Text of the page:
Physician Assistant student selected for prestigious health policy fellowship
Physician Assistant student Brendan Lucas '19 was selected for a prestigious Student Health Policy Fellowship by the Physician Assistant Education Association.Physician Assistant student selected for prestigious health policy fellowship
Third-year physician assistant (PA) student Brendan Lucas '19 is one of only 14 students from across the country selected by the Physician Assistant Education Association (PAEA) to participate in its Student Health Policy Fellowship program.
The fellowship is designed to enhance students' understanding of the political process and health policy and to inspire them to take the lead in advocacy that advances the PA profession.
As part of the fellowship, Lucas attended a three-day series of workshops in Washington, D.C., last September. The workshops addressed important issues currently facing PAs, such as the opioid epidemic and how PAEA is working to combat the epidemic, as well as issues relating to PA practice and the importance of advocacy. These workshops provided tools Lucas will use as he completes his fellowship and as he enters the workforce in a few short months.
While in Washington, D.C., Lucas continued to build relationships with representatives, senators and congressional staffers from his home state of Kentucky to advocate for important issues, including incentivizing PAs serving as primary care providers or faculty members and increasing grants for research on PA education.
Lucas also participated in the American Academy of Physician Assistants (AAPA) Leadership and Advocacy Summit and is planning to attend the 2019 summit in March. He was just elected to a second term representing the Student Academy of AAPA as a delegate to the AAPA House of Delegates.
To complete his fellowship, Lucas will be developing and implementing his own advocacy project. He is working with Mark Christiansen, his faculty adviser and director of the Physician Assistant program, on a project to increase student involvement in lobbying and advocacy for California's Optimal Team Practice legislation set to be introduced in the coming weeks.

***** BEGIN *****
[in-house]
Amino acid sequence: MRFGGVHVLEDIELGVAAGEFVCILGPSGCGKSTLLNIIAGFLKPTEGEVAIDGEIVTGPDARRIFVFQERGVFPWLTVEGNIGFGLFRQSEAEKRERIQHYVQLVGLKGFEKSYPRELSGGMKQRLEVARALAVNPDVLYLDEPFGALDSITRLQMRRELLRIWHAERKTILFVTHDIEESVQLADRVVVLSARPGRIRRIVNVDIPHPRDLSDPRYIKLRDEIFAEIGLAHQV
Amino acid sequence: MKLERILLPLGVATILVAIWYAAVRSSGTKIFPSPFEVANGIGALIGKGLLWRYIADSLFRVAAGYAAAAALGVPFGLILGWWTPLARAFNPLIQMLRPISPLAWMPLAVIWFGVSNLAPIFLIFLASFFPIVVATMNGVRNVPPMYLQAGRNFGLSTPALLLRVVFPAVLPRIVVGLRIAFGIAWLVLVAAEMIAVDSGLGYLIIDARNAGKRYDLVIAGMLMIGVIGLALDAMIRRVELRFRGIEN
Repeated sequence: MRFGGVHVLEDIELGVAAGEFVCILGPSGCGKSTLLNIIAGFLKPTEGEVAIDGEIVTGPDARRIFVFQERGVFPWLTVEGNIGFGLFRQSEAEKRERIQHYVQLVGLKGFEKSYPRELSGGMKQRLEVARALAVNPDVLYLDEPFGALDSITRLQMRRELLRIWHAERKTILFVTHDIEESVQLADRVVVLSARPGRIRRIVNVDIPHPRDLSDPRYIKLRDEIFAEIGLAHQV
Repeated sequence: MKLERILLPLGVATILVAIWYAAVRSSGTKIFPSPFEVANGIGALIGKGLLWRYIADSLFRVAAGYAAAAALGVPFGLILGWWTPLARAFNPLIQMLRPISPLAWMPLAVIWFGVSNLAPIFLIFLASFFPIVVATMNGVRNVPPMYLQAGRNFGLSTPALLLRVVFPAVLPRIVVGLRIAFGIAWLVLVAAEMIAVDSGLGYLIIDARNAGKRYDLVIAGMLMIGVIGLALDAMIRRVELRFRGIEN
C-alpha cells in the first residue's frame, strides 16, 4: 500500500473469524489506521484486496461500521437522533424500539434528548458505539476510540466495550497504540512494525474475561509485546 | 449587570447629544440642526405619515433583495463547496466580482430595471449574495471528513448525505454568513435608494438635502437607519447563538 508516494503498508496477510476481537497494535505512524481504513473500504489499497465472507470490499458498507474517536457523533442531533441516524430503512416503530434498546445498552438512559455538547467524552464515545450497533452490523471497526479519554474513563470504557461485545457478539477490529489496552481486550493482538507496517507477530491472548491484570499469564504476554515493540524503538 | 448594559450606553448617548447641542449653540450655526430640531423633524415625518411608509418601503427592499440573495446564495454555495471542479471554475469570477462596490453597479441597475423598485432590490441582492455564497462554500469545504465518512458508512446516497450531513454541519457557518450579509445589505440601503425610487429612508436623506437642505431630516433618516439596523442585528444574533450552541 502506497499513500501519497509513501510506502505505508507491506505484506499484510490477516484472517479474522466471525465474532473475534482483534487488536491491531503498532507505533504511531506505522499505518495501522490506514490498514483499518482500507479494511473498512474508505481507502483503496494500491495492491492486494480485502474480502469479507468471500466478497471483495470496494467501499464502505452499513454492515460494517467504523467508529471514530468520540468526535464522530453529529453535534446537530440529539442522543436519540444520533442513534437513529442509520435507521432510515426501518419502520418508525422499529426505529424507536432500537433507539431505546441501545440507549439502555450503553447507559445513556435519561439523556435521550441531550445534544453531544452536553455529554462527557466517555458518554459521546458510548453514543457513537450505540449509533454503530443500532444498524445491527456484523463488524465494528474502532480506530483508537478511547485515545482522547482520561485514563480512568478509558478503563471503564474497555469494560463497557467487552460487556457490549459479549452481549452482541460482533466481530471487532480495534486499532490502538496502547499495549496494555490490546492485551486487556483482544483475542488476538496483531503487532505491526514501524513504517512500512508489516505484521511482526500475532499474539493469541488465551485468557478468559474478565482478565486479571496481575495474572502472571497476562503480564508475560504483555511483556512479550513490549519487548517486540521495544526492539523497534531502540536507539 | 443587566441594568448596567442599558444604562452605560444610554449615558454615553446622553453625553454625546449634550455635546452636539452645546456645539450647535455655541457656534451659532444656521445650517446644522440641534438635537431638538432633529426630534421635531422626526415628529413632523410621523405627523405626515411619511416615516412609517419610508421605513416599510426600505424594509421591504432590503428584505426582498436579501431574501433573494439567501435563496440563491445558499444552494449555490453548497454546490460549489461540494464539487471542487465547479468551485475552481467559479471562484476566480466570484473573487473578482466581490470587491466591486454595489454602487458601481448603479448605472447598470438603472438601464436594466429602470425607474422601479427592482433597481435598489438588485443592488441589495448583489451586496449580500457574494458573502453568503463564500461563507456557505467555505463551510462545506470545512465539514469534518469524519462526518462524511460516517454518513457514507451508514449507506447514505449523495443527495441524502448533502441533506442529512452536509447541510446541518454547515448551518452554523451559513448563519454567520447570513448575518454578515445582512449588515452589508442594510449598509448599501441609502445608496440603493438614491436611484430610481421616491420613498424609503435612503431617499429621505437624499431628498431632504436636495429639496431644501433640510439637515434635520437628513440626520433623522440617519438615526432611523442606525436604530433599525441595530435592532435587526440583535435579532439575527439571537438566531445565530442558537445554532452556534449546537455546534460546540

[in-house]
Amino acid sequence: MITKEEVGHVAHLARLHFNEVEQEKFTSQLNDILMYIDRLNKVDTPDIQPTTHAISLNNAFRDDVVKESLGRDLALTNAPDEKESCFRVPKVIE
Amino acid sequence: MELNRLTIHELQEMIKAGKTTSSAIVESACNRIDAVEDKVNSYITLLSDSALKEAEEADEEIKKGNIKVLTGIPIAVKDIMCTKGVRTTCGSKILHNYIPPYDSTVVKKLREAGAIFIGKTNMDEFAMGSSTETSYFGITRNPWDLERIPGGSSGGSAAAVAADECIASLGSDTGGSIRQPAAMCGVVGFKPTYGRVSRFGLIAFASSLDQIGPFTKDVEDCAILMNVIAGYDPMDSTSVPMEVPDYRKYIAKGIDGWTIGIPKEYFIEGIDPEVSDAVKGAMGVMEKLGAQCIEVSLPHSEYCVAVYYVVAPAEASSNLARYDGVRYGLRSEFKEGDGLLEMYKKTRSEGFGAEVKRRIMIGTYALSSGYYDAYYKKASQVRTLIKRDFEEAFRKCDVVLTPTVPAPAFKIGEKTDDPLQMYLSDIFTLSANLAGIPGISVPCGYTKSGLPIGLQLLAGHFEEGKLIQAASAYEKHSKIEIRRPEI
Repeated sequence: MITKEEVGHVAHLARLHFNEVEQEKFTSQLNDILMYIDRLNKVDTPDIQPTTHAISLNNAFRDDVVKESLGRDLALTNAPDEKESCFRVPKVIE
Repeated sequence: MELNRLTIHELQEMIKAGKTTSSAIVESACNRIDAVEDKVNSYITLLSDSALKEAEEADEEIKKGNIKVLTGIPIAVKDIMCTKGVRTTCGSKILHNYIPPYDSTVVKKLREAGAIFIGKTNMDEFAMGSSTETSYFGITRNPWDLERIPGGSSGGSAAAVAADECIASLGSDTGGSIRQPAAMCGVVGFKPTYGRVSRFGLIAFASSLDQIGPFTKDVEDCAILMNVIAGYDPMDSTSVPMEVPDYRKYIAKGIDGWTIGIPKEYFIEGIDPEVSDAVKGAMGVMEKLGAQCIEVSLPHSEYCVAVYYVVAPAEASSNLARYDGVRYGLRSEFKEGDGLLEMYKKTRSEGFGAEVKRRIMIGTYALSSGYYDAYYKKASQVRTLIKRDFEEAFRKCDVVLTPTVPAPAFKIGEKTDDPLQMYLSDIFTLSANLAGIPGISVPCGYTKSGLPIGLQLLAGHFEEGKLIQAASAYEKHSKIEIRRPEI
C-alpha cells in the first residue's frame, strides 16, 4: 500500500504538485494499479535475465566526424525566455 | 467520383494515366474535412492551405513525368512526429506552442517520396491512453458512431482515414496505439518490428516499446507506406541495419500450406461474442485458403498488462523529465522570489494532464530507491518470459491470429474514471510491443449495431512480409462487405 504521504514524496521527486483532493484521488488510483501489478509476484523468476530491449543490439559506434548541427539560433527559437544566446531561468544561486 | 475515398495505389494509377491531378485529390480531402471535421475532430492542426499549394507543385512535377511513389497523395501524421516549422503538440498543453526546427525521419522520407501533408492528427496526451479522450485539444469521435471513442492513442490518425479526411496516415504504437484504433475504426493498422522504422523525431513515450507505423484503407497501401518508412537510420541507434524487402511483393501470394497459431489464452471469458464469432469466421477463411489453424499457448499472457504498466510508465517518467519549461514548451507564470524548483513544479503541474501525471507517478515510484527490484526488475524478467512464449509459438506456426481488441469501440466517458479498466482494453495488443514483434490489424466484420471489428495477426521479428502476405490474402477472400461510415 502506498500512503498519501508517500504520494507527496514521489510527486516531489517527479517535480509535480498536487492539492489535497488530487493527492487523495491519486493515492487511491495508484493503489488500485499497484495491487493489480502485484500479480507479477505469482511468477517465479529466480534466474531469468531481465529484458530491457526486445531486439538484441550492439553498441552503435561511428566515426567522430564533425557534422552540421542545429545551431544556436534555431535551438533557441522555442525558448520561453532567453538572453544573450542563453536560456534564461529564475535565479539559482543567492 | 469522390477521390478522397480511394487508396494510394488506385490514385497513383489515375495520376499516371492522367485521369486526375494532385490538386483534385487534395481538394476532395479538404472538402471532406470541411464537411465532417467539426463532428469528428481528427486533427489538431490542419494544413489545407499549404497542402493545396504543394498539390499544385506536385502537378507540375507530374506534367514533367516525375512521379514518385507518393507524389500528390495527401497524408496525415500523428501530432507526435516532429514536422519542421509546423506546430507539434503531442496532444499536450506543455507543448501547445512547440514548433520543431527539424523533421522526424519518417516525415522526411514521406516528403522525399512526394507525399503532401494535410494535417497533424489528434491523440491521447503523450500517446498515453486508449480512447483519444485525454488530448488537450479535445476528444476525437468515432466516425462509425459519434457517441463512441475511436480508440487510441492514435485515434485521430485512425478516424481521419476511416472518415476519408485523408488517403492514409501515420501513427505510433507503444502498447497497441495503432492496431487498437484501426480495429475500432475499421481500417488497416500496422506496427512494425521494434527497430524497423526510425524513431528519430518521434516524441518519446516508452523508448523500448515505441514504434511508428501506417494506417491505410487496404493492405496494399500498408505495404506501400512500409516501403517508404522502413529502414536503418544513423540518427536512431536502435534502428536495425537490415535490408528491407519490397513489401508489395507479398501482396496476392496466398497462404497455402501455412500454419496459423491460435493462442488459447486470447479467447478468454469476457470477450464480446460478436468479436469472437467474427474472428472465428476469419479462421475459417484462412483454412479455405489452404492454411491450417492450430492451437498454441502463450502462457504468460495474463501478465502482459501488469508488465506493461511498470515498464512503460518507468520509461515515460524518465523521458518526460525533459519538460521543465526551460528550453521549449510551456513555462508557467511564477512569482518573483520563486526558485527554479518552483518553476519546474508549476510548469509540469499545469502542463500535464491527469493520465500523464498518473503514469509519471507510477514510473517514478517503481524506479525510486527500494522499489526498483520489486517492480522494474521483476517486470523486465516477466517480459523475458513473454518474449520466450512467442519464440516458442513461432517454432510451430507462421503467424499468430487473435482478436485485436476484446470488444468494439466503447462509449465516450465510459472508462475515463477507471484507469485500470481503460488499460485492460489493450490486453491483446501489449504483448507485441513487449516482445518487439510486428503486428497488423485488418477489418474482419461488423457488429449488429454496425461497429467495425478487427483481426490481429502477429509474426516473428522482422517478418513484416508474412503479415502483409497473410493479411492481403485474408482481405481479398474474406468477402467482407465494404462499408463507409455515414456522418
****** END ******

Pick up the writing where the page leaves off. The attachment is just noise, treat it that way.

Lucas has been interested in advocacy since he was a Pre-PA undergraduate at the University of Kentucky. He lobbied to improve PA practice within the state as a student member of the Kentucky Academy of PAs and gained exposure to advocacy and the legislative process during a semester-long internship with Rep. Harold "Hal" Rogers.
"What appealed to me most about Pacific's PA program was the level of experience of the faculty and their leadership in the profession outside the program," said Lucas. "It inspired me to look forward and aim high in my goals."
Christiansen serves on the board of the California Academy of Physician Assistant (CAPA), Academic Director Tracey DelNero is a California delegate for American Academy of Physician Assistants (AAPA) House of Delegates and Admission Director Jed Grant is president of the California Physician Assistant Board.
"The faculty and the program have continued to support me in all my leadership pursuits, which has allowed me to make connections with future colleagues and PA leaders across the country," Lucas said.
Lucas offers this encouragement for students interested in the Physician Assistant program:
"Your time as a PA student extends farther than the reach of your program. This is your time to get a jump start on networking with your future colleagues from across the nation. I promise that networking will only open more doors for you."
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